Sunday, August 7, 2011

A Life

I want to tell you about Beatrice Muniz. Forgive me, though, because my memories of her are not the beginning and certainly not the ending. You see, when I met her she'd already lived a lifetime. She was 82 in 1996.

I could tell you about her house. All told, it maybe stretched to 1000 square feet. It had one bedroom. One bathroom/laundry room. A kitchen and a closet-like room off the kitchen with space enough for one single bed. And one tiny living room/den area that always reminded me of one of those wacky-floored house of mirror carnival rides because the home's foundation and wood flooring was so messed up that you could place marbles in the center of the room and each one would roll to a different corner.

She never lived in that house alone, though. First, she raised 6 kids and loved a husband there. When Mariano passed away unexpectedly at the age of 42, she made do for several years on her own. Since she didn't drive and didn't work and didn't speak much English (and didn't live off welfare), I don't know how she survived. But I know she added two more to the fold during that time. I guess back then there were lots of different terms for kids out of wedlock. Her kids describe these "new additions" (these 60+ year old women, now) as her "love" children. The way I see it, though - all her kids are "love" children. She always had love, even when she had nothing else. 

And then there was Johnny, her second husband. And two more kids, for a total of ten. Her and Johnny had many good, good years; but she outlived him, too. 

But it wasn't just her kids that she raised in that house. When one daughter, Estella, passed away in 1995, she picked up the pieces for those three children, her grandchildren, and raised them under the same roof and in the same rooms that their mother had known. They were never alone, though. Ten kids begat 38 grandkids and I don't believe there was ever a day when a grandchild (and later a great-grandchild, and later, still, a great-great-grandchild) wasn't in that house with her. At some point, and I don't know if this was after all the grandkids were no longer kids, but one of her daughters, and that daughter's husband and their two kids, and that daughter's daughter's two kids, lived with her there. And they lived with her there until this year.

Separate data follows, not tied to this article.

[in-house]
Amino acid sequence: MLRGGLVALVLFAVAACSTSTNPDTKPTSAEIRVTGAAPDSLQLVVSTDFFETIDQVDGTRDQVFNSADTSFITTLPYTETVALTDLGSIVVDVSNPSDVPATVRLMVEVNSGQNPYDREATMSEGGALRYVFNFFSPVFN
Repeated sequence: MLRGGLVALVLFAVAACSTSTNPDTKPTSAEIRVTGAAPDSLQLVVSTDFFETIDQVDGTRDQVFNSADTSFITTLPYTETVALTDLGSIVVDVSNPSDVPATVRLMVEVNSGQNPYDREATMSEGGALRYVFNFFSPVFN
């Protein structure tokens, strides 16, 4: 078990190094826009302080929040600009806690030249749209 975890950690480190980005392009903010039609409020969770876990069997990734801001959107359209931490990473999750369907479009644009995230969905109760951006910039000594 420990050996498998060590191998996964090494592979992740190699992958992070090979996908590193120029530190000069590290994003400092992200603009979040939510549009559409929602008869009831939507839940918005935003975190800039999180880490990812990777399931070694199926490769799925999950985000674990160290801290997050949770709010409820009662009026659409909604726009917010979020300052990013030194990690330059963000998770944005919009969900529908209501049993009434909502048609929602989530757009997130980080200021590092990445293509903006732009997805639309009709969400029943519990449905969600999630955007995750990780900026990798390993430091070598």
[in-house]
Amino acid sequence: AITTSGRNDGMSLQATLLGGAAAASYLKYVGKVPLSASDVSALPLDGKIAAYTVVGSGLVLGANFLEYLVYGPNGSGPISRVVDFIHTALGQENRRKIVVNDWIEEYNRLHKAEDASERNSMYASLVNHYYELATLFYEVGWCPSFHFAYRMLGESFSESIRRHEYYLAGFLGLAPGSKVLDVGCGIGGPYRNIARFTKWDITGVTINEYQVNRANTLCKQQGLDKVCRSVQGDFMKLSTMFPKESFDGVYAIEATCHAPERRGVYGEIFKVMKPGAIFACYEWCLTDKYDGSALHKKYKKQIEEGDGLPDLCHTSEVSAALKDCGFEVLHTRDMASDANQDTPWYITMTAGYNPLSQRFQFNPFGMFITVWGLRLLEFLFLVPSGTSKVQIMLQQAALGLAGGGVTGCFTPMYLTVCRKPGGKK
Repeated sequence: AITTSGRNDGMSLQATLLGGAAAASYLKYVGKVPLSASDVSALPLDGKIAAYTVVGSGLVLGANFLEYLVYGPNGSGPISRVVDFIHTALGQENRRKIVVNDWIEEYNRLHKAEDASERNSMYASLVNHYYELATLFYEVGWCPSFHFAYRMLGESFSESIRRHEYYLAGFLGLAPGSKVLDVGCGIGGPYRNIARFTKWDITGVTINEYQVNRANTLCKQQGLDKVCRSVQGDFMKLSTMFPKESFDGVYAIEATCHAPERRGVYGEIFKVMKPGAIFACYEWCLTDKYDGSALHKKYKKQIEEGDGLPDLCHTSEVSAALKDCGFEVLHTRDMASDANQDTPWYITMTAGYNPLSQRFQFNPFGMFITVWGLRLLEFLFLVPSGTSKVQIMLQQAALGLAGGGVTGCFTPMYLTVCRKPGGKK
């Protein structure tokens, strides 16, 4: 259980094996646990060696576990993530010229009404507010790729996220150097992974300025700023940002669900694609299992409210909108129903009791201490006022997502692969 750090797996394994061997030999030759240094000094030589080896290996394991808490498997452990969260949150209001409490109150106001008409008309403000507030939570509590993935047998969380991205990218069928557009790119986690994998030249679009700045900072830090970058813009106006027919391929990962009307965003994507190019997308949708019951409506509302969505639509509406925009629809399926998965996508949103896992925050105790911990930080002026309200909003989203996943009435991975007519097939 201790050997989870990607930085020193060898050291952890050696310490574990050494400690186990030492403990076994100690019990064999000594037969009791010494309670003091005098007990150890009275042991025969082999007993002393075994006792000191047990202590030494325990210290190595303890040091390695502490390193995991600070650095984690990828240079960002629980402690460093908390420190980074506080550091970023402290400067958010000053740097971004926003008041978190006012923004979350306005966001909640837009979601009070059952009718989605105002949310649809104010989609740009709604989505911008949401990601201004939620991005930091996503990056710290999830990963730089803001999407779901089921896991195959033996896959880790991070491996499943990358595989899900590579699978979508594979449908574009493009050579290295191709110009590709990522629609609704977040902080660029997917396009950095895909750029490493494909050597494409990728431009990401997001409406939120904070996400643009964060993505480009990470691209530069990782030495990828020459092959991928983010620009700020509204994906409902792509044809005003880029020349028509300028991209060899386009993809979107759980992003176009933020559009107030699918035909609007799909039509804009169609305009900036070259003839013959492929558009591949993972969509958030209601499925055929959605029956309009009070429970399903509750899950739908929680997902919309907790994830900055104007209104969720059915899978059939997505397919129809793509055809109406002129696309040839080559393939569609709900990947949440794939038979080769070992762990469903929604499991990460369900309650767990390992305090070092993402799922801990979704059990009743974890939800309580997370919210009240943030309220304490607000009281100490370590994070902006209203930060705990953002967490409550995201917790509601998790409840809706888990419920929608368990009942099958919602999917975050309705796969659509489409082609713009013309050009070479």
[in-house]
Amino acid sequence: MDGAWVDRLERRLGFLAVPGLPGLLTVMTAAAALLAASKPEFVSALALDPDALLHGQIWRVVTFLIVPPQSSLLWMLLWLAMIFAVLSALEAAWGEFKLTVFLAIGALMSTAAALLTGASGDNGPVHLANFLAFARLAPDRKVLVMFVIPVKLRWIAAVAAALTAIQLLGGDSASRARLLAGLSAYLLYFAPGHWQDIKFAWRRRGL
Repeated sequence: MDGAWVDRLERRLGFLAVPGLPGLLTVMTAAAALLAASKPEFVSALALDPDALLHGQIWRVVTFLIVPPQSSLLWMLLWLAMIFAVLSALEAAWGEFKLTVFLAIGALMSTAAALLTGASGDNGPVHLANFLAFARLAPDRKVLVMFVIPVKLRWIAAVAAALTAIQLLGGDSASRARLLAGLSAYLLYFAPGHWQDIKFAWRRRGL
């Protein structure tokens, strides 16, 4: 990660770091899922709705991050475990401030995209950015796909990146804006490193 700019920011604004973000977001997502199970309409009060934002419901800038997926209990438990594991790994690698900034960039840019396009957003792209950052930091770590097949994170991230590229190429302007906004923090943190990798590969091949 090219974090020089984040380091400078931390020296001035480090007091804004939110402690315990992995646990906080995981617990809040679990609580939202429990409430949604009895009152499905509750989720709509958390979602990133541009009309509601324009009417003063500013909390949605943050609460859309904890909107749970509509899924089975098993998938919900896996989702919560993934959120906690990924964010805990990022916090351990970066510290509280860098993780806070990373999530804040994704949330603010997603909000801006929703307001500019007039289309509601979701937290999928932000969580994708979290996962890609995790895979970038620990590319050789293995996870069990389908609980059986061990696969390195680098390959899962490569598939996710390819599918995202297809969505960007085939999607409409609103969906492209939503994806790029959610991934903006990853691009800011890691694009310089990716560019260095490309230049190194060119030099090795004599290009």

I could tell you about the porch on that house. It was a concrete slab, with three cracked and slanted concrete steps that led to the front door. It's where I'd often find her sitting when I'd stop by to pick up my daughter on the way home from work. Even if it was 100+ degrees outside. If my daughter, or any other great-grandchild, wasn't on her lap, she might be holding her dog, Valentine. I only knew Valentine. I learned this week that she always had pets.

That porch is where I taught my daughter how to properly hold a Roman candle. Even though we were illegally shooting them within the city limits, we weren't alone. The entire neighborhood was shooting them off. Puro West Side, baby.

If she wasn't sitting on that porch, she was working in the yard. Tending something she'd planted, helping it to bloom. Or plucking weeds by hand, one by one, until she'd gone over every inch. Sometimes she'd start over at the beginning just to be sure.

And if she wasn't in the yard, she was in the kitchen. Cooking in it or cleaning it spotless.

I could tell you about the New Year's Eve parties I experienced in that house. Every room filled to the brim with coats and kids and people and music. And the tequila toasts and the homemade ceviche. While I don't have detailed memories of those nights, what I couldn't remember would always be retold to me the next day. Because New Year's Day was when we'd return for the best hangover remedy I've ever known: her menudo and those toasted, buttery bolios.

I could tell you about how amazed I was to see her, on her 90th birthday, drinking Budweiser straight from the can. How she cooked. How she loved Mariachi music and introduced me to Vincente Fernandez. How she lived. How she loved.

I wasn't hers, but she treated me as though I was, "Come see me, mija" and "Te amo." 

Today, for the first time in at least 70 years, that house is empty. All of her kids have their own places now. All of her grandkids have families/lives of their own. This Christmas, there will be no Valentine nipping at cousins and children and family members over the din of a celebratory toast. And there will be none of her New Year's menudo.

But, because of her, there will be family and laughter....celebration and music. And for years beyond my ability to comprehend, much living. And so very much love.

And that's exactly how she'd want it.


  1. That is a wonderful tribute. I am glad I clicked over from Twitter to read it. My condolences on the loss of your friend.

  2. What an absolutely stunningly beautiful every way. And what a touching remembrance.

  3. I grew up with strong Latina women like this, she sounds wonderful. My friend's tia's and with them...learning how to make tamales and lingua...and seeing how they loved their families...walking into their homes and the wonderful smells that always greeted me...

    My grandmother was the "white" version of her, from what you described...Worked hard (manual labor), always had room in her tiny home to move some homeless or sick relative in until they could get on their feet....

    Good memories from reading your tribute...thanks for the good tears this morning.


  4. Guys - I really appreciate all of you reading and commenting. Means a lot. We all have people in our lives who mean so much to us, don't we?

    Thanks again - sincerely.


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